After not one, but two train wrecks in back-to-back weeks, Syracuse’s stocks looked to be stuck in a bear market. However, in a most unexpected turn of fortune, the Orange kept it close with top-ranked Clemson for three quarters before falling apart in the fourth and losing 47-21. Since SU performed at a much better level than expected, the stocks have climbed out of the gutter, and we can now return to normalcy with this week’s Stock Up, Stock Down.
Dino Babers: There are certain teams that seem to act as proverbial kryptonite for college football’s giants. In the SEC, Alabama always seems to struggle with Ole Miss. Arizona State is always sneaky good out West (they nixed Oregon’s chances at a Playoff berth last year), and Iowa State has ruined many a season in the Big 12. Syracuse might just be that team for Clemson, and it’s mainly because Dino Babers is leading the program. Everyone knows the talent gap is massive, but Babers’s team is able to compete with Dabo Swinney’s year after year, and that speaks to a head coach’s ability to motivate his players. Syracuse challenged Clemson without its starting quarterback, best receiver (Babers did the difficult but correct thing last weekend by leaving Taj Harris at home), and best defensive player. While the narrative is “Syracuse played well,” the reason why SU played well is the head coach. There won’t be any “fire Dino” talk this week.
Garrett Williams: After a couple of down weeks, Williams shone on the big stage, and made it clear that he’s SU’s next lockdown corner. He recorded eight tackles, including one for loss, and two pass breakups. After early incompletions, Lawrence stayed away from Williams’s side of the field, instead choosing to go after Ahman Greenwood. Most notably, Williams snagged an interception and returned it for a touchdown, the first time Trevor Lawrence had ever thrown a pick-six (Lawrence’s toss flew behind a streaking Amari Rodgers, who tipped it right into Williams’s hands). His patience on the return showed a maturity beyond his years.
The Front Six: Most Syracuse fans and pundits questioned the effort and effectiveness of the SU run defense after the Liberty stinker. Last Saturday, they stood up to the challenge. The energy was there for the first three quarters before fatigue set in (the D was also put in a couple of tough spots by the offense, which we’ll get to in a second). There were no run plays of 30-plus yards, and only a few plays where massive gaps appeared in the line of scrimmage. The Orange held Travis Etienne, who many regard as the best back in the country, to 86 yards. SU actually outgained Clemson on the ground. Who would’ve thought?!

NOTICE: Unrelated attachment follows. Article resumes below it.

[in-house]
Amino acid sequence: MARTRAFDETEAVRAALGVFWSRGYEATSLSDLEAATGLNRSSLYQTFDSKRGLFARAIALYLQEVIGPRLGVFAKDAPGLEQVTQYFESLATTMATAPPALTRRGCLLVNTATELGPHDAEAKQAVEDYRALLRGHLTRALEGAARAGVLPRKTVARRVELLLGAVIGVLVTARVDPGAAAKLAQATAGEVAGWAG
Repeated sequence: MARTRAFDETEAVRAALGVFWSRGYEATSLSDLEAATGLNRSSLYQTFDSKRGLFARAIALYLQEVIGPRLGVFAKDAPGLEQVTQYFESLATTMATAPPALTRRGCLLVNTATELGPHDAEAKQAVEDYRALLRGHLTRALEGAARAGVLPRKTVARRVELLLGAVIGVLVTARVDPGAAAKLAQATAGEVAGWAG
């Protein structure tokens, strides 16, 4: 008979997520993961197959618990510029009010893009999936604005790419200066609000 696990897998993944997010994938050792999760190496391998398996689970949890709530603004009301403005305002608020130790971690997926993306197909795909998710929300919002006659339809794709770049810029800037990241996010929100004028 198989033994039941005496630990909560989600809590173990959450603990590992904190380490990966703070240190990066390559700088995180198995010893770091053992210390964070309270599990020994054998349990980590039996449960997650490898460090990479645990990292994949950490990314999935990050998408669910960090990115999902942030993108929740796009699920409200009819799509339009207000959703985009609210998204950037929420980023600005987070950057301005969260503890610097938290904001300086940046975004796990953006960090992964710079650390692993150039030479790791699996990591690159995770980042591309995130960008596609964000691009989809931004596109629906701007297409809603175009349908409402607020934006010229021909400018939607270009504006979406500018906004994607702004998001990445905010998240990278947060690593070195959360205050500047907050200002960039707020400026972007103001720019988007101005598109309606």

Special Teams: SU fans are aware of Nolan Cooney’s excellence, but it was nice to see the rest of the special teams unit step up. The Orange blocked their first punt since the Wagner game two years ago, and also were able to down a tumbling Cooney punt inside the five-yard line. The only mishap was Nykiem Johnson catching a punt at the SU three, and subsequently trying to return it.
Rex Culpepper: Culpepper doesn’t have to be anything except a game manager. However, against the Tigers, he tried to create plays that weren’t there. The fifth-year senior tried to force the ball into tight windows too many times, and Clemson made him pay for it with 3 interceptions. Two of those were throws that were behind receivers, and the third was a telegraphed throw that Clemson LB Mike Jones Jr. read all the way. Culpepper was also loose with the ball in the pocket, and once had it punched out for a scoop-and-score. While the Tiger D has elite athletes, any ACC defense can take advantage of bad mistakes. Most SU fans don’t believe Culpepper should be seeing the majority of playing time. Errors like these compound those beliefs.
Vegas: Whatever fool out West that thought of the odds must’ve not watched the Syracuse-Clemson games in 2017, 2018, or 2019. Syracuse was a 46-point underdog, the largest line in the ACC since 2000 (Florida State was a 48-point favorite over Wake Forest). After the loss to Liberty, most downers (myself included) could see that outcome occurring. But everyone seemed to forget that Babers has the magic touch when it comes to the Tigers. Some guy actually bet $8,600 on Clemson to win for only a gain of $8.60! That’s how confident people were of a Tiger victory. I’m sure he was freaking out in the middle of the third quarter.